In an exclusive interview, the Dubai-based designer tells us about Silent Call, a light and motion sculpture, which will be unveiled at Dubai Design Week on November 14 at D3
Exclusive: Emirati product designer Khalid Shafar on his light and motion installation inspired by the Islamic faith
Silent Call, a dynamic lighting and motion sculpture, will be unveiled at Dubai Design Week on November 14 (see video below). Dubai-based designer Khalid Shafar, the famed creator of The Nomad, a seating installation that recalls traditional Emirati shelters made of wood and palm fronds, has collaborated with Czech lighting designer Lasvit to create his latest glassware-led installation, which spans 2 metres by 1.5 metres, and weighs 213 kilograms.
Silent Call draws inspiration from Islamic architecture and the five pillars of the faith. Its blown-glass chandeliers are inspired by the domes of the Sheikh Zayed Mosque in the UAE, Schwetzingen Mosque in Germany, Kul Sharif mosque in Russia, Ubudiah Mosque in Malaysia and Nusrat Jahan Mosque in Denmark. Yet, Shafar says the multipurpose piece transcends religious dimensions to become something that’s at once contemporary, design-led and tech savvy.
What was the idea behind Silent Call?
The five daily prayers are among the most important obligations of the Islamic faith. Prayer times are defined as near dawn, just after midday, in the afternoon, just after sunset and around nightfall. Today’s busy world poses challenges to perform worship at the exact times as determined according to the sun, as these change depending on the season. Software-based azan clocks help keep track of it for travellers and worshippers inside buildings where the call to prayer may not be heard. This led to the idea of programming a sculpture that would silently remind worshippers of prayer times, using motion and lighting effects, thanks to the fascinating light programming and experience that Lasvit brings to this field. I wanted to create an indicator for a particular hour, and after it was developed, I realised that the sculpture could also serve other time-related purposes.
How would you describe the installation in terms of its design?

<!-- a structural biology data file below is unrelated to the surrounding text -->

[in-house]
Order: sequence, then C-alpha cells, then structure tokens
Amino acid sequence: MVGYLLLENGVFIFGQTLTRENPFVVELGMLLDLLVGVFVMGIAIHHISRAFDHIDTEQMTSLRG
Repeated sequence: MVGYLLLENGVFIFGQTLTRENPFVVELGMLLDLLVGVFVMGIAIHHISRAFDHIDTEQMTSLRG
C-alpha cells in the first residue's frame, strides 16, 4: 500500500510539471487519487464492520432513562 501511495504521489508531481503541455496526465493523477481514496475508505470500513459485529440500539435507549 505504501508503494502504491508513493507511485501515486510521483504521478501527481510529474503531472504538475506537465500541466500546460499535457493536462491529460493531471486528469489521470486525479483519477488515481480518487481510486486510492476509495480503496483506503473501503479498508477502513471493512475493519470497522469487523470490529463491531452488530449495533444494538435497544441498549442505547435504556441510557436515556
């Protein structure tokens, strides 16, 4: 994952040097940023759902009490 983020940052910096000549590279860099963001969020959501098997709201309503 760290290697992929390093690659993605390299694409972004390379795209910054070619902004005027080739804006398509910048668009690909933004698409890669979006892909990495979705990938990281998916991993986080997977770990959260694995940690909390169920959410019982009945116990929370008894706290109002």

The installation took inspiration from the crown of Islamic architecture: the mosque. It features stylised domes of five iconic mosques from the UAE, Russia, Malaysia, Germany and Denmark. The shapes of the domes were transformed into silhouettes of the chandelier’s crystal components. Each dome is resized in several dimensions, while all components are mounted upside down, for functionality and composition. This multipurpose installation may be uniquely preset to move according to its collector’s time zone and schedule. Additional settings create varied light throughout the day. Overall, Silent Call is a visual, interactive and experiential design, rather than being a static complement to its environment, and the viewer interacts with the lighting performance and responds with action depending on the time indicated by the installation.
How did you choose the five mosques?
The figure was inspired by the symbolism of the number five in Islam, arising from its five pillars: declaration of faith, obligatory prayer, charitable giving, Ramadan fasting and pilgrimage to Makkah. The particular focus here was the obligatory prayer, which is also five times a day. As for the mosques themselves, I intended to select those with unique dome shapes, which would collectively create a great mix and an appealing aesthetic. This is also to showcase how Islamic architecture has moved forward design-wise. Today we look at historical and modern churches with the same admiration. The same goes for mosques, with many architects having mastered contemporary mosque designs.
How do you see the two aesthetics – East and West – coming together in your creation?
This collaboration is a cultural exchange between the Czech Republic and the UAE, as represented by Lasvit and myself. Our selected mosques, too, come from five cosmopolitan destinations, thereby combining the East and West. While a mosque’s dome is a very dominant part of the scene in the Middle East, the beauty of western glassmaking and shaping played a part in realising this installation and joining the dots between the two aesthetics.
So you wouldn’t consider your creation to be predominantly religious?
Not at all. I believe Silent Call is very universal. Taking Islamic architecture as an inspiration or influence in design was never considered a religious or cultural thing. It would be the same as if we had used the Gothic, Renaissance, Bauhaus or Art Deco styles. From a programming perspective, the chandelier can be set to not only indicate prayer times in the Islamic context, but can also be adjusted to meal times, breaks or visit hours in other cultures or environments, including private homes and public spaces such as malls, hotels, libraries, offices, and metro or airport terminals.
Silent Call will be officially unveiled at 5pm on November 14 at Building 7, Dubai Design District, as part of the ongoing Dubai Design Week